When a company issues guidance, it can be helpful for investors to look ahead to how the business might perform in the future. It avoids just looking back at the most recent quarter, which may be an anomaly or not offer a good representation of where the company is today, and where it will be moving forward.
But the danger in an industry like cannabis is that it’s still in its relatively early growth stages (even in Canada where it has been more than three years since the government legalized adult-use pot), and it can be difficult to make projections. In many cases, Canadian cannabis companies have made overly aggressive forecasts that have hurt investors in the end.
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Canopy Growth disappointed investors (again) in latest quarterly results
Profitability is something Canadian cannabis producers struggle with. Even positive adjusted earnings before interest, taxes, depreciation, and amortization (EBITDA) remains a long-term goal for some companies. Cannabis producer Canopy Growth (NASDAQ: CGC) is one of them.
The company let down investors when it reported its second-quarter earnings this month and announced that it would be pushing back its goals for adjusted EBITDA profitability. It says it is doing so because of “market share challenges in the Canadian recreational business and a slower-than-expected ramp-up of U.S. distribution for BioSteel.”
It was just three months earlier in August when Canopy Growth said it was still “committed” to reaching its goal and posting adjusted EBITDA profit by the end of the current fiscal year. And now, the company has pushed that target out indefinitely after reporting an adjusted EBITDA loss of 163 million Canadian dollars. The stock went on to fall more than 11% on the day of the earnings release.
However, this type of disappointment is nothing new for investors, as in 2019 the company predicted its annual revenue would top CA$1 billion for fiscal 2020. Not only did it fall well short of that mark, but Canopy Growth remains nowhere near that target today; currently it is at an annual run rate of just over half that figure at roughly CA$525 million.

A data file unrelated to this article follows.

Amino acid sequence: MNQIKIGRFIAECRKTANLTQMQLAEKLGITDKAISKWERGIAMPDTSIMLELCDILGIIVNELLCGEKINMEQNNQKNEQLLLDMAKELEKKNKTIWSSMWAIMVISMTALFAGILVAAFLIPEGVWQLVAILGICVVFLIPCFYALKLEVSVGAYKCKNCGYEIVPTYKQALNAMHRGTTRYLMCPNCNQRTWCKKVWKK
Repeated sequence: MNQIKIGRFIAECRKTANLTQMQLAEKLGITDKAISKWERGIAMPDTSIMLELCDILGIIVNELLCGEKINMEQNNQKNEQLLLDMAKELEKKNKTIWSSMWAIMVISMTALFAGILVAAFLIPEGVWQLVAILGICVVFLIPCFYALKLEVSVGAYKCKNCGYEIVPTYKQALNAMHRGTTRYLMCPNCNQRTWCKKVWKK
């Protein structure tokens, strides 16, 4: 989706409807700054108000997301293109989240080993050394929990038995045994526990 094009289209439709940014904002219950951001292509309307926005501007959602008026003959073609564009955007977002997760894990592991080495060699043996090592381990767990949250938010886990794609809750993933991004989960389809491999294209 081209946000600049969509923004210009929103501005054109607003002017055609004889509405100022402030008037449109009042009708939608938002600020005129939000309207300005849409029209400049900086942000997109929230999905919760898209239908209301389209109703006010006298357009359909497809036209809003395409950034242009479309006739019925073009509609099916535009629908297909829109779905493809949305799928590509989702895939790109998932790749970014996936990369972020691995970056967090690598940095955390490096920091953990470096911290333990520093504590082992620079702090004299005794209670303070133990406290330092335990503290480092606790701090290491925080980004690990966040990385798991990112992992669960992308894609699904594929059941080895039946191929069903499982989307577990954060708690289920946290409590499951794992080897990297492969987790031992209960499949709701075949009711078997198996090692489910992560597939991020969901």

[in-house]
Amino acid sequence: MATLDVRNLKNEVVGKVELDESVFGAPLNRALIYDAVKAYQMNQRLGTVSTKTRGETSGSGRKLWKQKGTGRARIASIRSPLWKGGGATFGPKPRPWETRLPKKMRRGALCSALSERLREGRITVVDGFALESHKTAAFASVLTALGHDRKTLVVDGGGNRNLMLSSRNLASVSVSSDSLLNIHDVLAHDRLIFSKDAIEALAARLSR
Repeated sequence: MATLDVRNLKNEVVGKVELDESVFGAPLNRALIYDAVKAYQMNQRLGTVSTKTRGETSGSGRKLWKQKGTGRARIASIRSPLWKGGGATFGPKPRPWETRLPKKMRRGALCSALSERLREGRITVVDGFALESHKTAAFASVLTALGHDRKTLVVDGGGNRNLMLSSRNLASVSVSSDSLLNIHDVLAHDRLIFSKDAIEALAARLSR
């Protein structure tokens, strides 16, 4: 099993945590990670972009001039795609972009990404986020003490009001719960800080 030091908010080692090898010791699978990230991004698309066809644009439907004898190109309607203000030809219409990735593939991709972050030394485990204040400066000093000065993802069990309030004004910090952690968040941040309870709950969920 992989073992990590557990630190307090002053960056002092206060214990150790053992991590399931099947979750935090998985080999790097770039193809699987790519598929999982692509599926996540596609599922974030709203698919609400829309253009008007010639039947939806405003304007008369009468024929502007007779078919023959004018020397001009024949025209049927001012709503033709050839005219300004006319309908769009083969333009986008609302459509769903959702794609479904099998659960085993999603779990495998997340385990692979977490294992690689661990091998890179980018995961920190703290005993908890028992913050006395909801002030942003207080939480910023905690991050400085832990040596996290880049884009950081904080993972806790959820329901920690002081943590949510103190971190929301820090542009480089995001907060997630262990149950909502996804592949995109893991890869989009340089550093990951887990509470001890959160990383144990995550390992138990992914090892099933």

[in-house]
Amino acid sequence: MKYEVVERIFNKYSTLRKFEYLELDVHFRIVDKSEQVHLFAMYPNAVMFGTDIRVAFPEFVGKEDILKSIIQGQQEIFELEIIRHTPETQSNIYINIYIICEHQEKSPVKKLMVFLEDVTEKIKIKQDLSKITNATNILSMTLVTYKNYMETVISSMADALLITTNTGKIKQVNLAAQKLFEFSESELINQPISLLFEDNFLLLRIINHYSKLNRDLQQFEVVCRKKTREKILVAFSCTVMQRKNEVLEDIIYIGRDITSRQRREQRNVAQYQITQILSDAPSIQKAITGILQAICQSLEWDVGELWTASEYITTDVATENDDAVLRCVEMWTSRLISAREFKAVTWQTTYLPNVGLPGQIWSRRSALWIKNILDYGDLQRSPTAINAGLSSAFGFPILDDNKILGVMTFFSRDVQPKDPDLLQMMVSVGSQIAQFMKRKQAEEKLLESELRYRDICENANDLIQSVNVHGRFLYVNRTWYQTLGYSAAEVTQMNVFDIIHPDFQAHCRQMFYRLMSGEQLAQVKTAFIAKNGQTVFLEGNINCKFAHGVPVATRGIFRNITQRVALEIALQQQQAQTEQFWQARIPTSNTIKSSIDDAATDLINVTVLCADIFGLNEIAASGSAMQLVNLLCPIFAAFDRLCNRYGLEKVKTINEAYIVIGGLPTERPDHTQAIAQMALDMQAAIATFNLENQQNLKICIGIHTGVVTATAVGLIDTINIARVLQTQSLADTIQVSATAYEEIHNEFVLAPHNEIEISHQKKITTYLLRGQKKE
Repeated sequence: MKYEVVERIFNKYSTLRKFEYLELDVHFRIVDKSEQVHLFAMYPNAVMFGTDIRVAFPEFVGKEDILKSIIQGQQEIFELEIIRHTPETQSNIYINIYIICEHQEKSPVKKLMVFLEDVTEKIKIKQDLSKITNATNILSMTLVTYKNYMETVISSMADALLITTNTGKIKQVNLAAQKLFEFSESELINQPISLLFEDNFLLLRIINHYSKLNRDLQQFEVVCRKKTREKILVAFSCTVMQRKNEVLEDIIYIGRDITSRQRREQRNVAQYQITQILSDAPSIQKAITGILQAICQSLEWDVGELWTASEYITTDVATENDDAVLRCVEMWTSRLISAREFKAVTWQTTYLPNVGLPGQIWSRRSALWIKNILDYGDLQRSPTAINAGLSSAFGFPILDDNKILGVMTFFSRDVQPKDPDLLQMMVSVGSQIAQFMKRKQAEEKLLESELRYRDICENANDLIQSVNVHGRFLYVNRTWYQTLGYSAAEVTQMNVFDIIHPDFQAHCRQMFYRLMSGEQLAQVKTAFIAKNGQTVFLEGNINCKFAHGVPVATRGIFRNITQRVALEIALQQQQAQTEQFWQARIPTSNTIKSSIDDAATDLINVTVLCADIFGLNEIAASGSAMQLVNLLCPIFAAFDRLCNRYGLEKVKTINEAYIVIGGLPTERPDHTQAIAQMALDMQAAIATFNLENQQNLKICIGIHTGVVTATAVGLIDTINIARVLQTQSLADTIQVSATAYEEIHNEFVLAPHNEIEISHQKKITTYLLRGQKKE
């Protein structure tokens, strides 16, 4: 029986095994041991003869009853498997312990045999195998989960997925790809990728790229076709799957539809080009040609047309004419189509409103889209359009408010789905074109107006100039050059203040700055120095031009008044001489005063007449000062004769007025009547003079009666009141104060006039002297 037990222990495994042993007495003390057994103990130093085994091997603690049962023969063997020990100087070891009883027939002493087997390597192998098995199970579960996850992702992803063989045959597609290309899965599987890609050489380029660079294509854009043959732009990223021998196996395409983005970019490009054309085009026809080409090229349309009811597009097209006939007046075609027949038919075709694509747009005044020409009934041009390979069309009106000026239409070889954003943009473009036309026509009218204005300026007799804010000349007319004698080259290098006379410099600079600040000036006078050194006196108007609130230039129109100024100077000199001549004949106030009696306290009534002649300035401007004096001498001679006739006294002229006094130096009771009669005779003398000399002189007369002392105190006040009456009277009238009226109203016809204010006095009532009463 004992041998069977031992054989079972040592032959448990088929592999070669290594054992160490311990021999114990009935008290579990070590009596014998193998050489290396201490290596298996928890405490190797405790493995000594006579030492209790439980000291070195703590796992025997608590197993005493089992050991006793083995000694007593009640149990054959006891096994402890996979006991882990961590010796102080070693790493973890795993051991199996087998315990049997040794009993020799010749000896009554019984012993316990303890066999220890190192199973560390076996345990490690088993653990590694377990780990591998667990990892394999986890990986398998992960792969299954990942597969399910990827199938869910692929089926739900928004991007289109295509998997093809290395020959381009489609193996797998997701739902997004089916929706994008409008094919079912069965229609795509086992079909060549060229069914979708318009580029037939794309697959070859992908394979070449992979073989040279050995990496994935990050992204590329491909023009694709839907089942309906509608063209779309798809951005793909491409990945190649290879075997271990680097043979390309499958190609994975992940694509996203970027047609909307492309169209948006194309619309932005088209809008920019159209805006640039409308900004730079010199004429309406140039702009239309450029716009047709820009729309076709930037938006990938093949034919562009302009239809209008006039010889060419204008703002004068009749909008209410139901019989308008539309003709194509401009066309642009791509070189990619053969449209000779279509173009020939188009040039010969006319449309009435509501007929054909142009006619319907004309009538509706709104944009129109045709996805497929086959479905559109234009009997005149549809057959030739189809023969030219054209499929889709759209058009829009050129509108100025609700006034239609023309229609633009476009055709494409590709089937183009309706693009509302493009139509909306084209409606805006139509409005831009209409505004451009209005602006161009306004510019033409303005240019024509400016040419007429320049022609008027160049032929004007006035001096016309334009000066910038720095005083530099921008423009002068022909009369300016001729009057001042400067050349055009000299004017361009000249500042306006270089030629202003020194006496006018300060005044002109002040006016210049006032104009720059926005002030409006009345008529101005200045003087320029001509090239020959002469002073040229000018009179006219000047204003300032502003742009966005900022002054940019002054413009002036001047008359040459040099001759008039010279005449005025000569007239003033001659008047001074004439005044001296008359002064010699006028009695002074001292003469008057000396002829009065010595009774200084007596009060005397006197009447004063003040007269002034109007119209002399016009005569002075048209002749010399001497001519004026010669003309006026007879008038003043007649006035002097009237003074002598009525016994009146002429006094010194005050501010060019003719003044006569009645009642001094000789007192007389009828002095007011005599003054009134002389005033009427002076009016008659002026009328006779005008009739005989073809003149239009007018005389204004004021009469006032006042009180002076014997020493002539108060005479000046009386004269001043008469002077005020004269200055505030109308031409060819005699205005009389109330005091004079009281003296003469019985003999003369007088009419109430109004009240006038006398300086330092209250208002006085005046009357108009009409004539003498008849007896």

Could a big disappointment be looming for Tilray?
Another company that could be setting up investors for an even bigger disappointment is Tilray (NASDAQ: TLRY), which became the top cannabis producer in Canada after acquiring Aphria earlier this year. But the company isn’t content on just being the top company in terms of revenue; it wants to significantly expand its top line to $4 billion by 2024.
It’s an ultra-aggressive forecast, one that would make me nervous if I were an investor in the company. A major concern I have is that it would involve the company more than quadrupling its annual revenue and relying on sales from a U.S. marijuana market that remains off-limits to Canadian producers due to the federal ban on pot.
The danger for investors here is that Tilray has made this goal well-known, and there will be lots of pressure for the company to meet it. While Tilray has some excuses built into the forecast, such as legalization potentially not progressing in the U.S. as expected or challenges in the international market, the problem is those expectations are now priced into the stock’s value. Without certainty as to whether the U.S. market will even be available to Tilray by 2024, this an excellent example of a forecast that the company was probably better off not making. I wouldn’t be surprised if within a year it scales back those expectations.
Its rival Canopy Growth has also been overly bullish on the U.S. pot market. In January 2021, the company’s CEO David Klein said that “We’re pretty confident we’ll be operating in the U.S. a year from now” as excitement was rampant in the sector after Democrats obtained control of the House and Senate, with many in the cannabis industry believing legalization was imminent. But now, less than two months away from the new year, legalization still does not look to be anywhere on the horizon.
Creating lofty projections can be a surefire way to destroy a stock’s value. That’s why, for the volatile cannabis sector in Canada, companies are better off just not making any aggressive forecasts right now. And if investors see that happening, they are better off taking their money elsewhere, into safer growth stocks.
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David Jagielski has no position in any of the stocks mentioned. The Motley Fool has no position in any of the stocks mentioned. The Motley Fool has a disclosure policy.
The views and opinions expressed herein are the views and opinions of the author and do not necessarily reflect those of Nasdaq, Inc.